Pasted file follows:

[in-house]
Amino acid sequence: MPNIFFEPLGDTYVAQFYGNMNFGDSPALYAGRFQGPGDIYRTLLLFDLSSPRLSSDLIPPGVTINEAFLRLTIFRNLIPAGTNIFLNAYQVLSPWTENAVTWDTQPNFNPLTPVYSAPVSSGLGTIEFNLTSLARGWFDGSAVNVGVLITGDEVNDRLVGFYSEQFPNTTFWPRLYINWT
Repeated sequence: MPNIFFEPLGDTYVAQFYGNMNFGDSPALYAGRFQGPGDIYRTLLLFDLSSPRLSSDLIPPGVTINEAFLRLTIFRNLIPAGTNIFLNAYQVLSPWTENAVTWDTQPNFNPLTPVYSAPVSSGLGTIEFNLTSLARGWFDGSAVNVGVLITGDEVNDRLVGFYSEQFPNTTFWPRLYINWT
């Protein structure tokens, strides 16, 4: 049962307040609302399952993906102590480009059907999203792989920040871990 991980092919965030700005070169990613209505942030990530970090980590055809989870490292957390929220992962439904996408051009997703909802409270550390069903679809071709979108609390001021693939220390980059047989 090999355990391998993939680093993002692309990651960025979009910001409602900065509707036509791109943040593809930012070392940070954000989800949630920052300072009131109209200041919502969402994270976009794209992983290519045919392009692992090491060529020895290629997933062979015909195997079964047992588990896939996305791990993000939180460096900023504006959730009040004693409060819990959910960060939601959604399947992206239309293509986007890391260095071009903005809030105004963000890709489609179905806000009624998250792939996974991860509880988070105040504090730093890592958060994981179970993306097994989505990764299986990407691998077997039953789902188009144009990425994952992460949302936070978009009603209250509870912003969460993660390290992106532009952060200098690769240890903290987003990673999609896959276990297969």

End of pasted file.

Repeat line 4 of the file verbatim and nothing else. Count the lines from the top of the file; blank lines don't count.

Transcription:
């Protein structure tokens, strides 16, 4: 049962307040609302399952993906102590480009059907999203792989920040871990 991980092919965030700005070169990613209505942030990530970090980590055809989870490292957390929220992962439904996408051009997703909802409270550390069903679809071709979108609390001021693939220390980059047989 090999355990391998993939680093993002692309990651960025979009910001409602900065509707036509791109943040593809930012070392940070954000989800949630920052300072009131109209200041919502969402994270976009794209992983290519045919392009692992090491060529020895290629997933062979015909195997079964047992588990896939996305791990993000939180460096900023504006959730009040004693409060819990959910960060939601959604399947992206239309293509986007890391260095071009903005809030105004963000890709489609179905806000009624998250792939996974991860509880988070105040504090730093890592958060994981179970993306097994989505990764299986990407691998077997039953789902188009144009990425994952992460949302936070978009009603209250509870912003969460993660390290992106532009952060200098690769240890903290987003990673999609896959276990297969």